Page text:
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© 2007

Consumption and Literature

The Making of the Romantic Disease

  • Authors

Table of contents

  1. Front Matter
    Pages i-viii
  2. Introduction

    1. Clark Lawlor
      Pages 1-11
  3. Renaissance

  4. Enlightenment

  5. Romantic and Victorian

    1. Front Matter
      Pages 109-109
    2. Clark Lawlor
      Pages 111-152
    3. Clark Lawlor
      Pages 186-190
  6. Back Matter
    Pages 191-243

About this book

Introduction

This book seeks to explain how consumption - a horrible disease - came to be the glamorous and artistic Romantic malady. It tries to explain the disparity between literary myth and bodily reality, by examining literature and medicine from the Renaissance to the late Victorian period, covering a wide range of authors and characters.

Keywords

enlightenment Renaissance Romanticism Tradition

About the authors

CLARK LAWLOR is Reader in English at the University of Northumbria at Newcastle upon Tyne, UK. He has edited (with Akihito Suzuki) Sciences of Body and Mind in Literature and Science, 1660-1834 (Pickering and Chatto, 2003), and has written many scholarly articles on literature, science and medicine.

Bibliographic information

Reviews

Shortlisted for the 2008 ESSE Book Award in the field of Literatures in the English Language.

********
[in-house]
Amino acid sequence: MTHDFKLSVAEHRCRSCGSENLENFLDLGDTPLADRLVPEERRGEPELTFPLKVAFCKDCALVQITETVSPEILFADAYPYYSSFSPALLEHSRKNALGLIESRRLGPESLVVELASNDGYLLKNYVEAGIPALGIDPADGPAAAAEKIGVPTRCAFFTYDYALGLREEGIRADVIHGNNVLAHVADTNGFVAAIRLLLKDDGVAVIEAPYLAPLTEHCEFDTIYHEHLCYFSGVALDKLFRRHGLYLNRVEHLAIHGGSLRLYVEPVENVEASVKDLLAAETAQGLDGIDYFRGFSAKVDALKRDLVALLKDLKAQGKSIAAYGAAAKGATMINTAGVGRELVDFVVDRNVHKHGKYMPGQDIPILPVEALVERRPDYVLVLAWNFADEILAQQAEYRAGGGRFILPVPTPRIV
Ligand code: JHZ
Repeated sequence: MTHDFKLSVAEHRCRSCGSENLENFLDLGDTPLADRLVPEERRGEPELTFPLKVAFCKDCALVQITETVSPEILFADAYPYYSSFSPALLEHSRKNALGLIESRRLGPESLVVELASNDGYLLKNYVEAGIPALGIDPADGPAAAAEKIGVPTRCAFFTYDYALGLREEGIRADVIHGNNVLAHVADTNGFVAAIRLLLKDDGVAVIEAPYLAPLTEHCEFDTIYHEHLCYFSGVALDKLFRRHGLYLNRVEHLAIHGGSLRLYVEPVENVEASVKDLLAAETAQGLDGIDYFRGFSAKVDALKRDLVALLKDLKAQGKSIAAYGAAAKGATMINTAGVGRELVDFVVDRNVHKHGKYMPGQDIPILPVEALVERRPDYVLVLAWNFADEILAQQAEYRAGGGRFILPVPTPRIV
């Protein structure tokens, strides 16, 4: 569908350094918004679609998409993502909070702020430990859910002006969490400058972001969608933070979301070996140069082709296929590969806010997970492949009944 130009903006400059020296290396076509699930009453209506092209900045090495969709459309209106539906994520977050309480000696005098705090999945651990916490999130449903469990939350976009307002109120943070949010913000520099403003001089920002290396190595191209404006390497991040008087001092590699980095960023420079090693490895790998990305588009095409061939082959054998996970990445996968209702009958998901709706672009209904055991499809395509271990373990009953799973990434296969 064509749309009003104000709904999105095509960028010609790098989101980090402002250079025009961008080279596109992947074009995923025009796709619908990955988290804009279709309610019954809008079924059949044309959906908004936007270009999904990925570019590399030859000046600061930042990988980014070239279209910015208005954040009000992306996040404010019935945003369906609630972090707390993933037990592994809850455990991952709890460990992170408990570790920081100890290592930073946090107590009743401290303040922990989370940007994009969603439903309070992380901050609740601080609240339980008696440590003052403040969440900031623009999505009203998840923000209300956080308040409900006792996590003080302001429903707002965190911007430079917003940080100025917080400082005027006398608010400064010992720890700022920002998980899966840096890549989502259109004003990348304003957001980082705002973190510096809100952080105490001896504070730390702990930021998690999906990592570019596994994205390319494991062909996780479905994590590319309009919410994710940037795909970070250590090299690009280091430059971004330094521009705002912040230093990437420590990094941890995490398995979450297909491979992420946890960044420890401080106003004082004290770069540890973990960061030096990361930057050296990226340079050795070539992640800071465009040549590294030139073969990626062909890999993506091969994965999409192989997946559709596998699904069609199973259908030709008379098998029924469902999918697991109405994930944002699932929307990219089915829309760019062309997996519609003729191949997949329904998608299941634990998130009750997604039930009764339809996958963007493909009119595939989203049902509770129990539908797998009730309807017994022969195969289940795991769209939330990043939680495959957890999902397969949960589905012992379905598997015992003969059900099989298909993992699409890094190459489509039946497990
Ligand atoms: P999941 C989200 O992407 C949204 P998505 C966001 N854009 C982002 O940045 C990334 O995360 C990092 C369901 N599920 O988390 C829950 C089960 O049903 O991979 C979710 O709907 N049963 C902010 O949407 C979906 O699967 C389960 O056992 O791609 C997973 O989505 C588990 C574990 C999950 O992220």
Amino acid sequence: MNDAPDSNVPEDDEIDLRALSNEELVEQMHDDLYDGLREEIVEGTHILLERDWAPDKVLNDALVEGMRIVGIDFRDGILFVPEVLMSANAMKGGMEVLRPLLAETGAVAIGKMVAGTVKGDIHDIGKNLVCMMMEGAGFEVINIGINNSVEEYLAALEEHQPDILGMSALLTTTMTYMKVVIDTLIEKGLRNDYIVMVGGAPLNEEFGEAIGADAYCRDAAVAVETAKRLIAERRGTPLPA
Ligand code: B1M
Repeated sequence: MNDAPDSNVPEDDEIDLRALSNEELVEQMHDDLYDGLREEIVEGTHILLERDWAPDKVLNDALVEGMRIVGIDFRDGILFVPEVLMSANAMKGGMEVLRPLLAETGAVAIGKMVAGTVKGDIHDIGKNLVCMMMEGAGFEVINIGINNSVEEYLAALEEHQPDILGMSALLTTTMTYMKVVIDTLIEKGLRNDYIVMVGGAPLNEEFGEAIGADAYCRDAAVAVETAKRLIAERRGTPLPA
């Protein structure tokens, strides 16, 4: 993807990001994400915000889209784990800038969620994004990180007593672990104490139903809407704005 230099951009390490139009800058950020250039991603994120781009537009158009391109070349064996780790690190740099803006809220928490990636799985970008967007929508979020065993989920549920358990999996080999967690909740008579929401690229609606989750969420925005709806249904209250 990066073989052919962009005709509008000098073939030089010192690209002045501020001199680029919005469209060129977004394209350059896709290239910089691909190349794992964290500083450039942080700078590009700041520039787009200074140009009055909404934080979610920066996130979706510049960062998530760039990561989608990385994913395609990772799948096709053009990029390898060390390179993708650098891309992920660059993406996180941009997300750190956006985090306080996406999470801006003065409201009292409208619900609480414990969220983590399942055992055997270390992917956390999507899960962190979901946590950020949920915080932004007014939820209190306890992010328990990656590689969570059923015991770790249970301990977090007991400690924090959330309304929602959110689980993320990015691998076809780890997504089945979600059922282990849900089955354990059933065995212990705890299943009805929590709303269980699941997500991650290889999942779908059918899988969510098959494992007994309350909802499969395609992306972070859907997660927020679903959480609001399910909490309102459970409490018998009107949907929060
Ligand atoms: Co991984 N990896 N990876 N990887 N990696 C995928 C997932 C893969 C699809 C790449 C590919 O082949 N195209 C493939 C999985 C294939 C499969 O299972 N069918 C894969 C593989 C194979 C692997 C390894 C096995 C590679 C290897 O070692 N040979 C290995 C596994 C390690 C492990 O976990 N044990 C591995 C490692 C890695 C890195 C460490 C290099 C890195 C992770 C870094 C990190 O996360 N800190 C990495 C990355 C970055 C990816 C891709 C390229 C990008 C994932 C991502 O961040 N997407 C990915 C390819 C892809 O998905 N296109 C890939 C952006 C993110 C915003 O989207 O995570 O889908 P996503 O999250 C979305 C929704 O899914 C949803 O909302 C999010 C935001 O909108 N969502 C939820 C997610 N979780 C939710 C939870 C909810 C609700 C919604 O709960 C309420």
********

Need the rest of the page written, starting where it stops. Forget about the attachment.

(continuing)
'The scholarship displayed in this book - both literary and medical - is immense. Over the past decade there has been increasing interest in the relationship between literature and disease [and] Lawlor's book is a superb contribution to this field of study, as it extends the literary study of consumption back into the seventeenth and eighteenth centuries, while significantly broadening this discussion beyond the major consumptive writers... to produce a veritable canon of consumptive writing. Lawlor's book is the best history of this literary disease that we have' - Professor Alan Bewell, Department of English, University of Toronto, Canada

'This book provides much more than the title promises. It explores interpretations of consumption (pulmonary tuberculosis) from the Renaissance to the Victorian period...The result is a finely balanced exploration of historical and literary conceptions of consumption from the viewpoints of patients, physicians, and onlookers...Summing Up: Recommended.' - A. E. McKim, Choice

'Clark Lawlor's scholarly account of 'consumption narratives' is to be recommended as a well-informed and engaging contribution to the burgeoning field of interdisciplinary studies addressing the literary representation of disease...Lawlor's fascinating study provides new readings of canonical literary texts, as well as alerting us to lesser-known sources including medical texts, journals and private correspondence to provide a valuable account of the evolving aesthetics of consumption.' - David E. Shuttleton, Journal of Literature and Science

'By uncovering the link between sensitivity and genius, Lawlor aims to explain that association.'

Judith Hawley, Eighteenth-Century studies, Vol.42, No. 1, 2008

'This is a book, like the consumptives it describes, in which a slender frame belies vital force and purpose.' - James Whitehead, BARS Bulletin & Review